PinX1 regulation of telomerase activity and apoptosis in nasopharyngeal carcinoma cells
Journal of Experimental & Clinical Cancer Research volume 31, Article number: 12 (2012)
Human interacting protein X1 (PinX1) has been identified as a critical telomerase inhibitor and proposed to be a putative tumor suppressor gene. Loss of PinX1 has been found in a large variety of malignancies, however, its function in inhibiting telomerase activity of tumor cells is not well documented. Here we show that PinX1 is essential for down-regulation telomerase activity of nasopharyngeal carcinoma.
Expression vectors of human PinX1 (pEGFP-C3-PinX1) and its small interfering RNA (PinX1-FAM-siRNA) were constructed and transfected into NPC. Their effects on mRNA of telomerase catalytic subunit (hTERT), telomerase activity, cell proliferation, cell migration, wound healing, cell cycles and apoptosis were examined using semi-quantitative RT-PCR, stretch PCR, MTT assay, Transwell, scratch assay and flow cytometry, respectively.
Transfection of pEGFP-C3-PinX1 and PinX1-FAM-siRNA increased and reduced PinX1 mRNA by 1.6-fold and 70%, respectively. Over-expression of PinX1 decreased hTERT mRNA by 21%, reduced telomerase activity, inhibited cell growth, migration and wound healing ability, arrested cells in G0/G1 phase, and increased apoptotic index. In contrast, down-regulation of PinX1 did not alter the above characteristics.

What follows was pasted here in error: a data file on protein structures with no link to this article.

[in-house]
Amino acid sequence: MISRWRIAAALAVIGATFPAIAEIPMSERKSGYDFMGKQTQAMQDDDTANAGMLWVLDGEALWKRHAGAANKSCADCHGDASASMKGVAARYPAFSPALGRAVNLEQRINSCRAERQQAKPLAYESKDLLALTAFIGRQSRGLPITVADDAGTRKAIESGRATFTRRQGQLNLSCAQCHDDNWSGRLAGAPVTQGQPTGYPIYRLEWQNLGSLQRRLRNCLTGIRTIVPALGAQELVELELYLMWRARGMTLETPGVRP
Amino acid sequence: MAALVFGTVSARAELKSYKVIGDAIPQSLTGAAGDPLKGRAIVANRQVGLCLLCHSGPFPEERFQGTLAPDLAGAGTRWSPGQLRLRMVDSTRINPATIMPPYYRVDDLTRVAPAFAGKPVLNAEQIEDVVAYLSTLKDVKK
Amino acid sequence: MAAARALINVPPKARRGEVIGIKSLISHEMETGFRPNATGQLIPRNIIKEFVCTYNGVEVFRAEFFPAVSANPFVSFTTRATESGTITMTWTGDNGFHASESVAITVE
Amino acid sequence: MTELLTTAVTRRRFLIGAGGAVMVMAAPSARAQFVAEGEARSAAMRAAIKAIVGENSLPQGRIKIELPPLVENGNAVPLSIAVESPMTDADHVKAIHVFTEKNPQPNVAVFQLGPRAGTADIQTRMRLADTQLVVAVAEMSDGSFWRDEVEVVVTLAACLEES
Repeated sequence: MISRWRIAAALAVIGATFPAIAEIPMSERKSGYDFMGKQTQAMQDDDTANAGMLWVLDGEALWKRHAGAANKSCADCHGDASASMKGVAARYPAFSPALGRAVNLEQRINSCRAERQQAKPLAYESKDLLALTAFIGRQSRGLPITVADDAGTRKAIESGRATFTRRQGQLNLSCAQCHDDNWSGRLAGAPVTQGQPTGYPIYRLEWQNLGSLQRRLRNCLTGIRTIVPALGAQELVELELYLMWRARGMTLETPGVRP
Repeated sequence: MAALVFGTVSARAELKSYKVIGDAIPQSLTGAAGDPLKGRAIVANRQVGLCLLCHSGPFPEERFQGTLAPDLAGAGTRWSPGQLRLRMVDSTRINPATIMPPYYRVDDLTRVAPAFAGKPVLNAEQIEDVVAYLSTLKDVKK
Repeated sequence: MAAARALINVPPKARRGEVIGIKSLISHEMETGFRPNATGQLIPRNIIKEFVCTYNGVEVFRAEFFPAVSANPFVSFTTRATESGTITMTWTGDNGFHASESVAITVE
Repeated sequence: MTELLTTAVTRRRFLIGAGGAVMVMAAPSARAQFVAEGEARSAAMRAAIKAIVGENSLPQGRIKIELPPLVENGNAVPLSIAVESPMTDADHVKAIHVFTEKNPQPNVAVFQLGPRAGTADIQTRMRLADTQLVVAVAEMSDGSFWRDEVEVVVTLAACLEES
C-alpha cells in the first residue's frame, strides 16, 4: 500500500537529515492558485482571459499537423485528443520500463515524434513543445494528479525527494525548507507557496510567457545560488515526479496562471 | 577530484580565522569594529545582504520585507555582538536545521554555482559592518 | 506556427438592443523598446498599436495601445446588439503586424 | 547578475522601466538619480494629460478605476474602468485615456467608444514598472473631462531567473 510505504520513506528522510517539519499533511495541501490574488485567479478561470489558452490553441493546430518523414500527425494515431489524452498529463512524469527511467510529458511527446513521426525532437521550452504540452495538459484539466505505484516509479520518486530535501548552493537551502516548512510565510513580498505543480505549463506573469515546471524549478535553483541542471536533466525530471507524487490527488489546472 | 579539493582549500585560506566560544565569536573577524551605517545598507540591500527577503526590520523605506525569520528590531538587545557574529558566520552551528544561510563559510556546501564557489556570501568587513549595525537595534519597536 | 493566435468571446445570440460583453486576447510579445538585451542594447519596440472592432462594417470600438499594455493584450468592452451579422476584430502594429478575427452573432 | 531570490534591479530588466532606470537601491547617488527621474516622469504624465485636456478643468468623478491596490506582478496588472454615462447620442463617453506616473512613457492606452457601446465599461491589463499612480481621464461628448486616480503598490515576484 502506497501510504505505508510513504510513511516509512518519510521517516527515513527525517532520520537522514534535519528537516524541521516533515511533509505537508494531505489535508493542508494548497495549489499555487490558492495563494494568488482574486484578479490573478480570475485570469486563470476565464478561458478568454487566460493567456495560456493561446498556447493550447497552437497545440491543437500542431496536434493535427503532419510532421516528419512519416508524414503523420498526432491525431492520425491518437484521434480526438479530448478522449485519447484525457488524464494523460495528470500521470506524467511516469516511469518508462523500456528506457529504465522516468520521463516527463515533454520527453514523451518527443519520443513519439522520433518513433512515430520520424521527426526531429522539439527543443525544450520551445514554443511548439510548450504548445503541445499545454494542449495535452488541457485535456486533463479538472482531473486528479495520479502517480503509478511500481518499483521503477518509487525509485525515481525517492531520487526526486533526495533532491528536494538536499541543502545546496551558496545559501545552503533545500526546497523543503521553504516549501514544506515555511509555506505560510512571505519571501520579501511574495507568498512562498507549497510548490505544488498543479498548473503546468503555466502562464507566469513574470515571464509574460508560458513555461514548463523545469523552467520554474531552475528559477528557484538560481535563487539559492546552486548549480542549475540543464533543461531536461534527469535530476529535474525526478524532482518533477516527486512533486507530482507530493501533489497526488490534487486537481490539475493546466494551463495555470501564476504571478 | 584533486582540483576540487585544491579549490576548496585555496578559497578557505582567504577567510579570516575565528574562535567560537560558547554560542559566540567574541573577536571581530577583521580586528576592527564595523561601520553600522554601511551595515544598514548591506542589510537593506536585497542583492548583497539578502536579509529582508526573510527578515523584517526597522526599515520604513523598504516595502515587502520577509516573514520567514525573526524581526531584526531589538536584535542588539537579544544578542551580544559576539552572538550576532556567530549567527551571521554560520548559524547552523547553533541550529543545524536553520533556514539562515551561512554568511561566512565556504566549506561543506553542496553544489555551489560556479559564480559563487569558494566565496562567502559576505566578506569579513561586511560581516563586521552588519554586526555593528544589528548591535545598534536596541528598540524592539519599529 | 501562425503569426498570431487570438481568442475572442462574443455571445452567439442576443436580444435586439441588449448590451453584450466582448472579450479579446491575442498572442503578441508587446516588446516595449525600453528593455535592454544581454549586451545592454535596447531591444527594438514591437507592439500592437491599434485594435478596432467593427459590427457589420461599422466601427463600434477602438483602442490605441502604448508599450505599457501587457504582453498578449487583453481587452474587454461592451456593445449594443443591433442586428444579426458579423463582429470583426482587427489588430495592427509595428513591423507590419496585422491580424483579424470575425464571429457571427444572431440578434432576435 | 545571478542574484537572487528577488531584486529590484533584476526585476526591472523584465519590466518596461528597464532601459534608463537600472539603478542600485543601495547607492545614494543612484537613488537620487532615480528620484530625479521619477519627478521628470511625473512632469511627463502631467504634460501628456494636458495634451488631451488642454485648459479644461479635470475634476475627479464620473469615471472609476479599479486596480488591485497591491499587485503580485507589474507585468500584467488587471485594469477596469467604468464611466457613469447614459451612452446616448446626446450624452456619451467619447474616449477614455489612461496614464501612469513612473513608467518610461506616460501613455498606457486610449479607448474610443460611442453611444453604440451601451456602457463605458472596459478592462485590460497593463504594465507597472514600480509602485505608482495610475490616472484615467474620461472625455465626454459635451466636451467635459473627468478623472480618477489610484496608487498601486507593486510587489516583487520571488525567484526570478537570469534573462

PinX1 may play important roles in NPC proliferation, migration and apoptosis and has application potential in tumor-targeted gene therapy.
Nasopharyngeal carcinoma (NPC) is one of the most incident and dangerous malignant tumors in southern provinces of China. Genetic factors and environmental factors including Epstein-Barr virus are the two major risk factors for NPC. Radiotherapy along with other auxiliary methods such as chemotherapy is used to treat NPC. Although equipments and technologies in radiotherapy and chemotherapy have been greatly advanced in recent years, the 5-year survival rate of patients with NPC remains about 70%. In addition, systemic and local side effects caused by chemotherapy greatly humbled the patient physically and psychologically. Therefore, it is of importance to study the etiology of NPC and explore new, safe and effective modalities for NPC therapy.
Telomerase is well known for its role in the development of malignant tumors. Studies from our group and others [1, 2] have found enhanced mRNA level of telomerase catalytic subunit (TERT) and telomerase expression in 88% of NPC specimens and NPC cell line HNE1.
Suicide genes TK and CD are powerful in cancer gene therapy. However, their application has been limited due to lack of targeting. Using targeted promoter such as hTERT promoter to regulate suicide gene expression has been a direction in tumor gene therapy. In recent years, we have constructed tumor specific TK expression and enhanced expression vectors using hTERT promoter and found that transfection of these vectors could specifically kill NPC and its stem cells in vitro and inhibit NPC exograft in null mice in vivo without damaging normal cells and mouse liver and kidney [5–7], indicating that inhibition of telomerase activity is a key step to in NPC treatment.